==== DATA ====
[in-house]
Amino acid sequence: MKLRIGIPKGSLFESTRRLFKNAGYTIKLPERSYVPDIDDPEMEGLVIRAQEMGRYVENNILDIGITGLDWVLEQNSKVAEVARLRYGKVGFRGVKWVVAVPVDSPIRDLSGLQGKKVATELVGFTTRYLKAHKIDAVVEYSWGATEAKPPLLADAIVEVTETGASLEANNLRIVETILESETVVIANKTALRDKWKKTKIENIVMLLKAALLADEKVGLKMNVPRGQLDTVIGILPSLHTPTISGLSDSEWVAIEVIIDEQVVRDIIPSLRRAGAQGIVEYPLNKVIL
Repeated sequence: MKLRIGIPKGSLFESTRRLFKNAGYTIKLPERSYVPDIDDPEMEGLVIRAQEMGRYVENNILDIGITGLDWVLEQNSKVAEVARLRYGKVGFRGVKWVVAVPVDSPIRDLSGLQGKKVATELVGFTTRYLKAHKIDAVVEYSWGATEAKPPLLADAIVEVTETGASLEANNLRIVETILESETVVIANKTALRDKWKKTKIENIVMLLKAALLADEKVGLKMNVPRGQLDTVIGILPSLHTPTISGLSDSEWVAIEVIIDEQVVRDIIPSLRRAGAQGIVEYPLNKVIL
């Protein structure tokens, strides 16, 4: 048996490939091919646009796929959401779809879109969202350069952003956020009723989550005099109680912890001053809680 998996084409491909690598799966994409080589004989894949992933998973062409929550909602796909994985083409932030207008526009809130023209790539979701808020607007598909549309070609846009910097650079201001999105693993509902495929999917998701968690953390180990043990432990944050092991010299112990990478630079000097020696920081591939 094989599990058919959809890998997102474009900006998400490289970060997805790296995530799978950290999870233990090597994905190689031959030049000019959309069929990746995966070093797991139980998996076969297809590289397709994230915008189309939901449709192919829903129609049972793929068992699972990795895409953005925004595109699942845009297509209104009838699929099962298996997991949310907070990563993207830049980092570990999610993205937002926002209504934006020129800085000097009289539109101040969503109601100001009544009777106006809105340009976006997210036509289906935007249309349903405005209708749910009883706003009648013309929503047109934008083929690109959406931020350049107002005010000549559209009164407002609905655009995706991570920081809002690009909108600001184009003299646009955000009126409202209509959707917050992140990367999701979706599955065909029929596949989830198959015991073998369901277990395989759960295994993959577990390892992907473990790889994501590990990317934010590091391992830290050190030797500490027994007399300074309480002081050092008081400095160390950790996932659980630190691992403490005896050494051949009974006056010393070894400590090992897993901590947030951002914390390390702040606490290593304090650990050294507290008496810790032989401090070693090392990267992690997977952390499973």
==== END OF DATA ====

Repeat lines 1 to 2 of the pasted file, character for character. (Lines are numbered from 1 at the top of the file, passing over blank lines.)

[in-house]
Amino acid sequence: MKLRIGIPKGSLFESTRRLFKNAGYTIKLPERSYVPDIDDPEMEGLVIRAQEMGRYVENNILDIGITGLDWVLEQNSKVAEVARLRYGKVGFRGVKWVVAVPVDSPIRDLSGLQGKKVATELVGFTTRYLKAHKIDAVVEYSWGATEAKPPLLADAIVEVTETGASLEANNLRIVETILESETVVIANKTALRDKWKKTKIENIVMLLKAALLADEKVGLKMNVPRGQLDTVIGILPSLHTPTISGLSDSEWVAIEVIIDEQVVRDIIPSLRRAGAQGIVEYPLNKVIL